And while the Mets certainly didn't enjoy seeing the closer from across town reach that milestone with his 18th career save against them, they respected the achievement.
"You have to applaud that -- he's one of the premier guys in the time that I've seen," manager Jerry Manuel said. "I wasn't applauding him tonight, but I applaud him."
Mets' third baseman David Wright has gotten to Rivera a few times in his career, with a game-winning double off him in 2006 and a go-ahead double earlier this season.
That doesn't mean he looks forward to facing Rivera.
"As a guy that competes against him, I know that every time you hear 'Enter Sandman' and Mariano coming into the game, you know you've got your work cut out for you, and chances are, you're not going to be able to get to him," Wright said. "I don't think you'll find anybody that says they like facing him."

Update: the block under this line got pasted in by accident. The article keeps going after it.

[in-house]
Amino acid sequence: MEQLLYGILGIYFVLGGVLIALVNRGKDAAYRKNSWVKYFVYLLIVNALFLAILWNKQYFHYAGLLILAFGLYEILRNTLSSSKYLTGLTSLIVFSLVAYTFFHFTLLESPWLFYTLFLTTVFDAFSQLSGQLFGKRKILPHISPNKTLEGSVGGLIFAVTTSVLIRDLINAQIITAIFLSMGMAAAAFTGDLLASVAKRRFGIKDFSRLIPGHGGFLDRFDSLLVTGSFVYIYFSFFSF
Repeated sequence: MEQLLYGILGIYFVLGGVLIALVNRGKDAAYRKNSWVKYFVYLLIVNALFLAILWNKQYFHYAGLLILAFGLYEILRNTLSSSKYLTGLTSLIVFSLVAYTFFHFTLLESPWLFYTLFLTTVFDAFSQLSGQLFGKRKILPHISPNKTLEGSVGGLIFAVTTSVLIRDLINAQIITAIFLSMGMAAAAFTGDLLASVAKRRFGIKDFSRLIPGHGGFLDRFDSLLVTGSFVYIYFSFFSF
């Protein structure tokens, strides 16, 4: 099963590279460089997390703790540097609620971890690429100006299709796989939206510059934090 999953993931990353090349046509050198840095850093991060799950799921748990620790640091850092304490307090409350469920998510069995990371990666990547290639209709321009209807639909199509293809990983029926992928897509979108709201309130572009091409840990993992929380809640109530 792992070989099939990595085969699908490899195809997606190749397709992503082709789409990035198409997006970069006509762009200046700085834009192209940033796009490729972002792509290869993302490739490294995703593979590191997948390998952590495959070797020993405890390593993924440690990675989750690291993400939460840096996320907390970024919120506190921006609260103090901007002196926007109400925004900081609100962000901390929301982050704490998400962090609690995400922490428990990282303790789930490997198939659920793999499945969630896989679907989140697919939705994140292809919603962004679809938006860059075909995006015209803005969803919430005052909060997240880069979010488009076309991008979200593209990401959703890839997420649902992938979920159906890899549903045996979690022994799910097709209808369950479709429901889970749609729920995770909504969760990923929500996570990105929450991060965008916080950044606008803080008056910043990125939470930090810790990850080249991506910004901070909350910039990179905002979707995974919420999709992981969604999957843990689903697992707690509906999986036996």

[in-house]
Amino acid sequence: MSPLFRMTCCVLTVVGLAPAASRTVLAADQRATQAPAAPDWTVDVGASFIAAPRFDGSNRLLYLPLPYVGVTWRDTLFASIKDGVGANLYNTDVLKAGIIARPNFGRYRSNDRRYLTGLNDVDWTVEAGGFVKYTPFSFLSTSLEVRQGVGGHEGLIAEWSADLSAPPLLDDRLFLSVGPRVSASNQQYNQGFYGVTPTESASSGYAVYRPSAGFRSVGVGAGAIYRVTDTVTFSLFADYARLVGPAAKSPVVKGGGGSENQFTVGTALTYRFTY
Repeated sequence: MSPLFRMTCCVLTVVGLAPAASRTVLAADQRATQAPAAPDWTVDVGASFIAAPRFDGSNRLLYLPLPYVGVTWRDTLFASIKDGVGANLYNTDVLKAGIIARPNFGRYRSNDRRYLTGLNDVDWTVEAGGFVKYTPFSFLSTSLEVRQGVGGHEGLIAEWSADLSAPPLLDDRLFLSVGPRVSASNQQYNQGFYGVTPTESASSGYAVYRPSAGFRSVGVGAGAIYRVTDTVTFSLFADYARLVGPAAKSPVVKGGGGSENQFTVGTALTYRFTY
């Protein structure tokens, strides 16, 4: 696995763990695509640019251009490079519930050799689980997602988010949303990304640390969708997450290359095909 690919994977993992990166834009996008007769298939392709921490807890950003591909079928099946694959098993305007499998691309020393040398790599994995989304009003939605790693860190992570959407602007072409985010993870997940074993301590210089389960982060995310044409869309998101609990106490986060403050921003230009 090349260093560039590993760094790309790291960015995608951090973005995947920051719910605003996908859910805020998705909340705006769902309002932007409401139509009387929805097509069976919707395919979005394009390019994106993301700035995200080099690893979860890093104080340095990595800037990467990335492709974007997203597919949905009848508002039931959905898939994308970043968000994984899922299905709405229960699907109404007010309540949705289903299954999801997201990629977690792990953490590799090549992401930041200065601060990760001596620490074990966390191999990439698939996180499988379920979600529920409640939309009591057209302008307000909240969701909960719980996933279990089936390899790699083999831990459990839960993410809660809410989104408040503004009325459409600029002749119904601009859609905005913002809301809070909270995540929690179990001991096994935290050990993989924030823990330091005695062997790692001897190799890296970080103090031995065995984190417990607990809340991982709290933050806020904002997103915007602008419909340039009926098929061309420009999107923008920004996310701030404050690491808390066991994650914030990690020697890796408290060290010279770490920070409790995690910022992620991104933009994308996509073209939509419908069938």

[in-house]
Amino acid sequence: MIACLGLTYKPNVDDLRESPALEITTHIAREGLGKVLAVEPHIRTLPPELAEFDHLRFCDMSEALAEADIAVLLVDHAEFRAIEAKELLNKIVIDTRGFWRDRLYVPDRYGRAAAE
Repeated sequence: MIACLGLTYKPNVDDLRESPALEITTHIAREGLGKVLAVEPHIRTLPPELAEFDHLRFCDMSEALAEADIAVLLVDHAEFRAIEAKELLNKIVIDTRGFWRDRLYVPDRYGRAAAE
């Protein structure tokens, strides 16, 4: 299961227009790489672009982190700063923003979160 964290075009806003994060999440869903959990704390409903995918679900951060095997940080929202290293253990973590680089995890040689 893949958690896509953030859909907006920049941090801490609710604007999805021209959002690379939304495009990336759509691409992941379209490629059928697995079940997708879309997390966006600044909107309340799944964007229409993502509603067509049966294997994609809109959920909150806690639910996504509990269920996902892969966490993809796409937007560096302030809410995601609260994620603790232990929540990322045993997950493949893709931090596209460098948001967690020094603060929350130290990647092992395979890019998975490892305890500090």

Gary Sheffield, a teammate of Rivera's for three seasons in the Bronx, said he never doubted an outcome when Rivera emerged from the bullpen.
Rivera's counterpart Sunday night, Francisco Rodriguez, doesn't see Rivera slowing down.
"It's not hard to see him throw 100 more -- get to 600," Rodriguez said.
And it's an accomplishment Rodriguez, who already owns 228 saves, plans on reaching himself one day. After all, Rivera had only 48 at the age of 27.
"I'll get there," K-Rod said. "Eight years, nine years, we'll be talking about it."
Tim Britton is an associate reporter for MLB.com. This story was not subject to the approval of Major League Baseball or its clubs.